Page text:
The Songstress’

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VALERIE TROUTT- Musical Director  

Bay-area born and bred, jazz and gospel trained, and internationally respected, Valerie Troutt is a musical collagist, borrowing from ancestral centuries of sound, channeling spirits, and delivering the stories of our love, loss, and lives. There’s a light in this unapologetically unconventional artist/teacher/activist for whom art and activism are intertwined. Within this spiritual and social justice-driven performer is a lifelong hunger for craft, for connection, for cultural narratives and an indefatigable thirst to serve as an agape griot to a waiting and hurting people. The Sound of Peace, her long-awaited, full-length debut comes after a critically acclaimed EP and several wizening years culminating in Valerie Troutt’s acceptance of her own original artistic difference in a world of commercial carbon copies.

The daughter and now aunt of an Oakland-based family of artists, activists, teachers and spiritualists, both by blood and by community, the melding of Troutt’s creative and spiritual life emerged early, at the age of seven with her first church solo. Children’s choirs, holiday solos, and developing skills in piano and guitar as well as voice followed at the famed Walter Hawkin’s Love Center. By adolescence, at Berkeley High, Troutt’s world was being cracked open to the world of jazz at the same high school that produced jazz darlings Joshua Redman and Benny Green. Jazz camps, a Carmen McRae Scholarship, Stanford Jazz, Howard University Jazz program and ultimately the New School Jazz Performance program with contemporaries like Bilal Oliver and Tiombe Lockhart—always surrounded by teachers and learners, both vertically and horizontally, in her musical blossoming. After the requisite hand-to-mouth NYC grinds, lesson-rich production deals with labels like Oblique Sound (e.g., Gretchen Parlato), and a brief experience abroad as an ambassador for the International Association of Jazz Educators, Troutt ended up back in the Bay teaching music at the East Bay Center for the Performing Arts and performing for two years with the Grammy-nominated Linda Tillery and the Cultural Heritage Choir, most recently as a featured soloist on Still We Rise, Still We Sing.While New York offered dream actualizing experiences like performing at SOBs and The Knitting Factory, sharing stages with major recording artists like Les Nubians, and honoring legends such as Bobby McFerrin at tributes, it was in California that Troutt found herself most in-demand and coming into her own. Innumerable venues and festivals presented the unique Valerie Troutt experience including: Yoshi’s Jazz Club, Laurel Street Fair, The Mint L.A., CODA Jazz Supper Club, and the Art ‘n’ Soul Festival, among others. Troutt further found herself collaborating with singer-songwriters like Jennifer Johns, Maria Muldaur, Kimiko Joy, and Sister Monica Parker, and recording with modern composers like Gregory Del Piero, Emanuel Ruffler, Howard Wiley and Jaz Sawyer. For nearly two years, she also served as a principle singer in La Pena – Ayer, Hoy y Pa’Lante, an original suite of music by three-time Grammy nominee, Wayne Wallace with libretto by Aya de Leon.In the East Bay, Troutt established herself as more than an artist, but as a leader in the area’s famed creative community. Partnering on Bay area projects with Oakland Public Conservatory, the Museum of African Diaspora, Higher Ground Neighborhood Corp. and the Embodiment Project (where Troutt is Music Director). The latter project served as the genesis for MoonCandy, a band Valerie Troutt composes for while still gigging with another band, trumpeter Marcus Poland’s fronted group, The Congress. Collectively, these varied and disparate influences informs her recordings as much as Bjork, Dianne Reeves, Carmen McRae, Joni Mitchell, Walter Hawkins and Cassandra Wilson.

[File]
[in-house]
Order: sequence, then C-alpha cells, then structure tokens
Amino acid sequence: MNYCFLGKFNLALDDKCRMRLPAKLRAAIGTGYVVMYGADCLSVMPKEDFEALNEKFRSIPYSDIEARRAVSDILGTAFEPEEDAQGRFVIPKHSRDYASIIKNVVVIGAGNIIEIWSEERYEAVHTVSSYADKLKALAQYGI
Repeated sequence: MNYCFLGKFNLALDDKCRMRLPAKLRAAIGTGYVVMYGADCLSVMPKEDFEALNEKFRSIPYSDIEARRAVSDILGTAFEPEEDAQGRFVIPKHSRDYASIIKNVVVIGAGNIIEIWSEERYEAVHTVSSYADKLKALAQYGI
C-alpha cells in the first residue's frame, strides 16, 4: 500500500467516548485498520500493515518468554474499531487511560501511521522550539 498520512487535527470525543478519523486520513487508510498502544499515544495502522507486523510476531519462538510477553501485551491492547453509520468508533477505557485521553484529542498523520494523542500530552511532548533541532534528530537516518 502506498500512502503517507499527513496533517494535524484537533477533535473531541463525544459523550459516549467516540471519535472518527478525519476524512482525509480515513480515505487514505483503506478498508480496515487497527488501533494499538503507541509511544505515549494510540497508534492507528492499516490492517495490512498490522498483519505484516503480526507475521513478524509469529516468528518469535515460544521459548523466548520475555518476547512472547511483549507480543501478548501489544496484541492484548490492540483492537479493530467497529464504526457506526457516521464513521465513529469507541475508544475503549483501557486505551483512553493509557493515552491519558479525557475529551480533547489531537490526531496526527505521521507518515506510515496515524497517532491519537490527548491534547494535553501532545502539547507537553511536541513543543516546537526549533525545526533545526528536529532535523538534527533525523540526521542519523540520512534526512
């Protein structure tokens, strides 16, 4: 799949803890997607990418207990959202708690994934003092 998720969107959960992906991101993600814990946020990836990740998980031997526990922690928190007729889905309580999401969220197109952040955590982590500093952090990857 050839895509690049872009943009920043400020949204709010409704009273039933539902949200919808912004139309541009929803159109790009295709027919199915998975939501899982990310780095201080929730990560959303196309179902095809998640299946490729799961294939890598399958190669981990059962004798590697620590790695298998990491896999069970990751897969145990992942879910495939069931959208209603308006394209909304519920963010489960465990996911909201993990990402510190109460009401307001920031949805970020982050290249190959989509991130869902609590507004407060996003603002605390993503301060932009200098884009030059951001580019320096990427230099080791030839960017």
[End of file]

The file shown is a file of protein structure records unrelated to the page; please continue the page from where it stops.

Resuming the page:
Amikaeyla Gaston is a force for change. She creates environments that support people in exploring themselves and uses creativity and strategic questioning to support people in addressing their fears, developing a place where everyone has an equal voice. She has led corporations, universities, government and nonprofit organizations through cultural competency & racial equity training. She has done expansive work in the health arena for over the past 20 years and travels the world extensively as a cultural arts ambassador for the state department bringing together artists and healers of all forms and from all specialties to promote healing and wellness through the arts & activism. Her programming and work with refugees and at-risk children, youth and families has been utilized and implemented by the Department of Health & Human Services, The American Psychological Association and US Consulate General’s Cultural Affairs office, taking her around the world to Israel, Beirut, Amman, Damascus, Palestine, Tajikistan, Turkmenistan, Kazakhstan, Pakistan, Nigeria & Sierra Leone just to name a few.



The creative force of gina Breedlove is as dangerous and delightful as this earth we share. Singer, Soniter, Sound Healer & Medicine Woma, gina was born i Brooklyn, NY.

She began performing at age 15, singing back up for the incomparable Phyllis Hyma. Since, ginahas toured all over the world with artists who, like herself, define and redefine genre; Harry Belafonte, Toshi Reagon, Ronny Jordan, Ani Difranco, Craig Harris, and Sekou Sundiata, to name a few.

She calls her music Folksoul, a coalescence of Rhythm & Blues, with story telling cadences of Folk, Soul, and the gospel truth. Folksoul is music that lifts the Spirit, opens the heart and allows one to find their way. Breathing into the Sound of this woman’s voice, gina embodies healing artistry. ctres as wel, gina created the role of “Sarabi” for the Broadway production of “The Lion King”, and recentl appears in Spike Lee films, ”Living Da Dream” for NBA 2k16 and “Chiraq“.